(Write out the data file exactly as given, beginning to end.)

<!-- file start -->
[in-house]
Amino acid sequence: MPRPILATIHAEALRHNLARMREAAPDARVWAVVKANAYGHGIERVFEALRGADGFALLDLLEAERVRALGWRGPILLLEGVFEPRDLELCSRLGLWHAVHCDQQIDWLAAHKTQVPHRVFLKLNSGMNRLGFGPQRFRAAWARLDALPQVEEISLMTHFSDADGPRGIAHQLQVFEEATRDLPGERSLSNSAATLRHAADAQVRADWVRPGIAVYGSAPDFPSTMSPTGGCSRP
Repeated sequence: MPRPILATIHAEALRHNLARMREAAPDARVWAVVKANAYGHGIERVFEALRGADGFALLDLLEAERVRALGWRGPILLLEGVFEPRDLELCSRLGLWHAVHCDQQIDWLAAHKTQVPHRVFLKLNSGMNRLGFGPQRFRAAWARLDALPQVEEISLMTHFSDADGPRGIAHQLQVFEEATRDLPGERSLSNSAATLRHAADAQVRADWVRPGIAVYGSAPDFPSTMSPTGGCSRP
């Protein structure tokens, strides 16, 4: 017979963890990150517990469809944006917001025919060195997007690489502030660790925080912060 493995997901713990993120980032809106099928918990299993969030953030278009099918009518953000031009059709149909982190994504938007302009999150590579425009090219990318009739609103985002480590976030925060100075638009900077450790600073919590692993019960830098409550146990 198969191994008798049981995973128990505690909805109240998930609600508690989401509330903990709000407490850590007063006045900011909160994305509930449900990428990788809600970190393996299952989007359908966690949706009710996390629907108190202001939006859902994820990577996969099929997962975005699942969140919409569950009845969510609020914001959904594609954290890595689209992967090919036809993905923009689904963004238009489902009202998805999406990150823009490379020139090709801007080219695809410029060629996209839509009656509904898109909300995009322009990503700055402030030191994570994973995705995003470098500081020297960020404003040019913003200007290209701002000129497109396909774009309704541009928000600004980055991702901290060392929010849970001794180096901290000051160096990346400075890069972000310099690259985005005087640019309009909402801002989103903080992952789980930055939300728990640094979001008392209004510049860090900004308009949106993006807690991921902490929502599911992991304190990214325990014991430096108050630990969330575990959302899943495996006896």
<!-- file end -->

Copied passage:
[in-house]
Amino acid sequence: MPRPILATIHAEALRHNLARMREAAPDARVWAVVKANAYGHGIERVFEALRGADGFALLDLLEAERVRALGWRGPILLLEGVFEPRDLELCSRLGLWHAVHCDQQIDWLAAHKTQVPHRVFLKLNSGMNRLGFGPQRFRAAWARLDALPQVEEISLMTHFSDADGPRGIAHQLQVFEEATRDLPGERSLSNSAATLRHAADAQVRADWVRPGIAVYGSAPDFPSTMSPTGGCSRP
Repeated sequence: MPRPILATIHAEALRHNLARMREAAPDARVWAVVKANAYGHGIERVFEALRGADGFALLDLLEAERVRALGWRGPILLLEGVFEPRDLELCSRLGLWHAVHCDQQIDWLAAHKTQVPHRVFLKLNSGMNRLGFGPQRFRAAWARLDALPQVEEISLMTHFSDADGPRGIAHQLQVFEEATRDLPGERSLSNSAATLRHAADAQVRADWVRPGIAVYGSAPDFPSTMSPTGGCSRP
């Protein structure tokens, strides 16, 4: 017979963890990150517990469809944006917001025919060195997007690489502030660790925080912060 493995997901713990993120980032809106099928918990299993969030953030278009099918009518953000031009059709149909982190994504938007302009999150590579425009090219990318009739609103985002480590976030925060100075638009900077450790600073919590692993019960830098409550146990 198969191994008798049981995973128990505690909805109240998930609600508690989401509330903990709000407490850590007063006045900011909160994305509930449900990428990788809600970190393996299952989007359908966690949706009710996390629907108190202001939006859902994820990577996969099929997962975005699942969140919409569950009845969510609020914001959904594609954290890595689209992967090919036809993905923009689904963004238009489902009202998805999406990150823009490379020139090709801007080219695809410029060629996209839509009656509904898109909300995009322009990503700055402030030191994570994973995705995003470098500081020297960020404003040019913003200007290209701002000129497109396909774009309704541009928000600004980055991702901290060392929010849970001794180096901290000051160096990346400075890069972000310099690259985005005087640019309009909402801002989103903080992952789980930055939300728990640094979001008392209004510049860090900004308009949106993006807690991921902490929502599911992991304190990214325990014991430096108050630990969330575990959302899943495996006896």